By Michael Jacobs

michaeljacobs@reporternewspapers.net

Automobile break-ins in Buckhead were down 33 percent through May compared with the first five months of 2008.

That improvement came amid a deep recession, increasing the economic pressures on people to turn to crime, and despite Atlanta’s furloughs of police officers, decreasing the manpower available to fight crime.

Neighborhood Planning Unit A (NPU-A) heard the news during its monthly meeting June 2 from Lt. Mark Cotter and one of the sergeants from the discretionary unit he commands, H. Hardy. The officers made the same report to other NPU boards that night.

Included in their report was the news that crime overall in police Zone 2, which covers Buckhead, is down 12 percent this year, and even though burglaries are on the rise, they are still less common in Buckhead than in any other part of Atlanta.

The number of vehicle break-ins in Zone 2 dropped by 344, from 1,053 to 709. Cotter gave much of the credit to his unit’s sergeants, Hardy and R. Bender.

“Their people have been really doing an outstanding job being visible in these apartment complexes and these parking lots” where break-ins were common, Cotter said. The officers are making arrests and responding quickly to calls, he said.

He cited one case in May in which Hardy’s team arrested a man who was walking around the parking garage and peering into cars outside Wal-Mart on Howell Mill Road at I-75. The man had 20 other drivers’ licenses, stolen bank account numbers and mail, and a laptop computer swiped in Sandy Springs.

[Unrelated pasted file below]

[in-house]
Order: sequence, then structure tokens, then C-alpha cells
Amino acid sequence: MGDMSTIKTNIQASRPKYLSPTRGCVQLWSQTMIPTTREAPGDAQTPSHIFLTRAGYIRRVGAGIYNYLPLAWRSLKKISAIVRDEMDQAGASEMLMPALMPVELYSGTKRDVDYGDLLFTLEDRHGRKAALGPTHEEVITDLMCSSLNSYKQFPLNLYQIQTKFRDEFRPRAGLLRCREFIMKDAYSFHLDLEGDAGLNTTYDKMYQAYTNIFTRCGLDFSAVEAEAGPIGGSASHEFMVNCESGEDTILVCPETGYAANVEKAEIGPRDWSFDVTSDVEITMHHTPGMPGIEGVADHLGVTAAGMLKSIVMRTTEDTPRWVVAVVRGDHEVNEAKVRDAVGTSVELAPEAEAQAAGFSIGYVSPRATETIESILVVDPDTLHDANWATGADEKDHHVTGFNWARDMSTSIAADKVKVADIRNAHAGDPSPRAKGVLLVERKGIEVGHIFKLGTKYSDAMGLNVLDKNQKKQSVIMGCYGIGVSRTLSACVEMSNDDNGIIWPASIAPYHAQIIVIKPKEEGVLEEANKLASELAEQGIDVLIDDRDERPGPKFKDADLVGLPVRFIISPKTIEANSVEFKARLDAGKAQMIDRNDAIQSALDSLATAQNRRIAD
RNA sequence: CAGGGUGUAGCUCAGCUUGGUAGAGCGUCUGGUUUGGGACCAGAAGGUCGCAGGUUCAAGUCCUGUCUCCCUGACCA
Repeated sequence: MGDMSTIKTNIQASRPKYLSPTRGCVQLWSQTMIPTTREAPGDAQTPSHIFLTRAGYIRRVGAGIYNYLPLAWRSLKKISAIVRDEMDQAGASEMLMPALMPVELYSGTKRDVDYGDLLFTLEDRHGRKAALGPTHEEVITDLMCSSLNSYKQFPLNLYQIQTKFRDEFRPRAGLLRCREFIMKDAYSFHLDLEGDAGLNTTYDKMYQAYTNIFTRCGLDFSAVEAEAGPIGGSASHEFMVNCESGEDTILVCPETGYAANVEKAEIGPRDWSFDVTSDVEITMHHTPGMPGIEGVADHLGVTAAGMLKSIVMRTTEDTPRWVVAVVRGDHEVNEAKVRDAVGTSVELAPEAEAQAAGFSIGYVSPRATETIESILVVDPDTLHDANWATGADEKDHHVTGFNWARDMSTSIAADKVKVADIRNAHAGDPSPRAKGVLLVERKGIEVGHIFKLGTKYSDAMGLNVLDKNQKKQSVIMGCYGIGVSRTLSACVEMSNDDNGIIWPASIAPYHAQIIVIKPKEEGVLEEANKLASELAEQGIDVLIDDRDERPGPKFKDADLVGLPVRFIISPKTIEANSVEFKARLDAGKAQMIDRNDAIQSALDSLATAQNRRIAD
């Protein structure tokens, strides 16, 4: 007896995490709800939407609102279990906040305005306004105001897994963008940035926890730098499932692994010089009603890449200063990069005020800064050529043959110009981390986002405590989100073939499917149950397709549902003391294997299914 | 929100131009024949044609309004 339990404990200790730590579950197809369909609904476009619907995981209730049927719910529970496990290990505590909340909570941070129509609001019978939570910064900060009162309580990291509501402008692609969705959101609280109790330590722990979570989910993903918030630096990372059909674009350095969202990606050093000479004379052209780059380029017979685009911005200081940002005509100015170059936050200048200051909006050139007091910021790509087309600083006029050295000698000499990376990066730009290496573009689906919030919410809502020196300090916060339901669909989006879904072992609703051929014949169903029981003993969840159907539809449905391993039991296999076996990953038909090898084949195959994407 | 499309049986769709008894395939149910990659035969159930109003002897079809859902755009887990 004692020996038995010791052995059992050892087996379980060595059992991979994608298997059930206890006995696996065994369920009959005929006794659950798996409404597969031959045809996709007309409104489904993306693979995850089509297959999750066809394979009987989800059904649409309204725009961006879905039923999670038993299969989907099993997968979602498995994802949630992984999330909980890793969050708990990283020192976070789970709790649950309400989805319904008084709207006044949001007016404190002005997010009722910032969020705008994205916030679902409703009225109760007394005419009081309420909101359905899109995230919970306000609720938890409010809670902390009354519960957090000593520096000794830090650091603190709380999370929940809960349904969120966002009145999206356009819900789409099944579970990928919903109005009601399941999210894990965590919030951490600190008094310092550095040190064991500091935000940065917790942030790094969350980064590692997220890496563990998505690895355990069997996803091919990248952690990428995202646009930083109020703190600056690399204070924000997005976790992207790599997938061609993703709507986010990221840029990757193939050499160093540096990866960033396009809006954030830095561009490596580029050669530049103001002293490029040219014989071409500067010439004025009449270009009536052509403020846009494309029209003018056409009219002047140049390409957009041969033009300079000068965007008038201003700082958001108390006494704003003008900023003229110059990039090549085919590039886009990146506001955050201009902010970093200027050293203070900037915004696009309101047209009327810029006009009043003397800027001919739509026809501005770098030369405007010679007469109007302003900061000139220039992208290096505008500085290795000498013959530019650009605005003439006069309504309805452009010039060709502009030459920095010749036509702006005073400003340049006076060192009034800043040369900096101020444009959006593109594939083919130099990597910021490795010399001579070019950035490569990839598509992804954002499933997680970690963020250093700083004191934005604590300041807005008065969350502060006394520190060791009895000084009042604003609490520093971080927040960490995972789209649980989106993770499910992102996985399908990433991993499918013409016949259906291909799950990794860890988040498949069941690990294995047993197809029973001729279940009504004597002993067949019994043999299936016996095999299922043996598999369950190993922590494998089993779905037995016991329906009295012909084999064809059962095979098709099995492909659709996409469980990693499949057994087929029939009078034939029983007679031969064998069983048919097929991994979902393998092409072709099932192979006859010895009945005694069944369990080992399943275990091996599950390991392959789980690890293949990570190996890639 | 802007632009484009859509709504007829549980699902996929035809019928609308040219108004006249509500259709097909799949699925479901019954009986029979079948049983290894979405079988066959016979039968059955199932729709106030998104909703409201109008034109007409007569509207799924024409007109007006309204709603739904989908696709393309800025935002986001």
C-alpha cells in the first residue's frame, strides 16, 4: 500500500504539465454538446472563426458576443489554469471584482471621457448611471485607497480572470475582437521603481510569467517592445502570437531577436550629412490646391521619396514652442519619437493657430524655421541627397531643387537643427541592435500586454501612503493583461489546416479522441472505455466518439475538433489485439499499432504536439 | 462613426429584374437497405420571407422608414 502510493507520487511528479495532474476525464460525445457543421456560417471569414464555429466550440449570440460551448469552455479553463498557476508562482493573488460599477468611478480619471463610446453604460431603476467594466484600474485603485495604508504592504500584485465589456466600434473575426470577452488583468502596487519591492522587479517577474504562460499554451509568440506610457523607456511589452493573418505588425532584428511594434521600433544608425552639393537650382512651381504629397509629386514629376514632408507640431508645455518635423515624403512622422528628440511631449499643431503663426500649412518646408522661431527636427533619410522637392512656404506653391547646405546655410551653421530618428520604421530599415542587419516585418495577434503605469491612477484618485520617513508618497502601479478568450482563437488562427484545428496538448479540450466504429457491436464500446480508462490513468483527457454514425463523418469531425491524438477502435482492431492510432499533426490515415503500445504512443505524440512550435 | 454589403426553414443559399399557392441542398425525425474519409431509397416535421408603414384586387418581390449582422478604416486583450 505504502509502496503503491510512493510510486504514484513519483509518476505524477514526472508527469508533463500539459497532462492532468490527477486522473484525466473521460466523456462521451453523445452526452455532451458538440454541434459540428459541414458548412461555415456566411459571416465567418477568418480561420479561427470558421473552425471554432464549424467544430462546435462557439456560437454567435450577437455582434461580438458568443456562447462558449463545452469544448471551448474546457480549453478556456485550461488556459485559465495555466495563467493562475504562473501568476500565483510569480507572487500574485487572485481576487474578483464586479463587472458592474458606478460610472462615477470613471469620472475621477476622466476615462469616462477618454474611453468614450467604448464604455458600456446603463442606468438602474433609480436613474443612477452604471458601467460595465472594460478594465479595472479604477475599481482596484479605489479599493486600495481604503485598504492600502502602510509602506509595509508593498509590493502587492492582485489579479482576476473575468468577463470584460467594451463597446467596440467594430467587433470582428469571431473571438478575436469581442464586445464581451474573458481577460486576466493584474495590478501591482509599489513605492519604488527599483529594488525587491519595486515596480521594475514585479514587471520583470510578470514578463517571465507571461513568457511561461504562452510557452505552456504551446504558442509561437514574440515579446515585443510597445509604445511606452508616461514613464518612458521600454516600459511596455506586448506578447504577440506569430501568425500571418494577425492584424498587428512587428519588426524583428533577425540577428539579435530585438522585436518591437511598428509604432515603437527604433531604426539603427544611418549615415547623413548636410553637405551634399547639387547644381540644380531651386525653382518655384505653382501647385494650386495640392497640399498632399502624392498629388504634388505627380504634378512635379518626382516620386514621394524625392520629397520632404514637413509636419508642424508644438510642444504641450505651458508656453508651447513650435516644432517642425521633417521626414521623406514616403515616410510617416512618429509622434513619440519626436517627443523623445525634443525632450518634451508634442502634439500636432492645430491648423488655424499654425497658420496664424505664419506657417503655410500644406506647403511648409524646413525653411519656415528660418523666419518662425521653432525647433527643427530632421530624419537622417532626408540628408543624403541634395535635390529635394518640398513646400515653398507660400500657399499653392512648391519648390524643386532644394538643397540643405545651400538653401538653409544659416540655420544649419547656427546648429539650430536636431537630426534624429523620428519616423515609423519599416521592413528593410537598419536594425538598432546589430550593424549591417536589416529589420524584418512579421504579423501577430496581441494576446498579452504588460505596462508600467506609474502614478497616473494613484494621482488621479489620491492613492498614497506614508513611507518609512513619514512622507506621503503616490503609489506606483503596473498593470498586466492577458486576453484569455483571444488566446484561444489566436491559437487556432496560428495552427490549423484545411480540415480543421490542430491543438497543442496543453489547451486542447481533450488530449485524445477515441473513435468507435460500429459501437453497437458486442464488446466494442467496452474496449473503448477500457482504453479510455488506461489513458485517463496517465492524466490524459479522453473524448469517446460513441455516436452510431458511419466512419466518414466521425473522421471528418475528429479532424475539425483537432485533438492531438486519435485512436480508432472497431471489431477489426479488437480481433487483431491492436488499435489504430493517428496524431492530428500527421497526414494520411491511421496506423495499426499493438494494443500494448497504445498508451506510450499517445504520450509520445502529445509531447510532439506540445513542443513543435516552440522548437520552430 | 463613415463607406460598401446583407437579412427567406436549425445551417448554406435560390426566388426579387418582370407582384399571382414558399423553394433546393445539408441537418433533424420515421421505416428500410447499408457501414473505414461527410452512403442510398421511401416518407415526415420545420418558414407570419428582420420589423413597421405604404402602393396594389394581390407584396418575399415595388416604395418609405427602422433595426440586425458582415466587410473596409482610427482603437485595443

A couple of times a month, police in Buckhead deploy bait cars with GPS units and laptop computers in plain view. Cotter said two bait-car details in May yielded 12 arrests, although none for vehicle break-ins.

Hardy said GPS units remain the top target of thieves who break into cars.

“All they need is a spark plug in their pocket. All you have to do is touch that window with that spark plug and it’s going to shatter,” the sergeant said.

“Having a spark plug on you, in and of itself, is not illegal,” Cotter said. “But taking other factors, such as calls in the community, where is he when he had the spark plug on him — if he’s on the side of the house or beside a car and people have actually seen him looking in — that’s prowling.”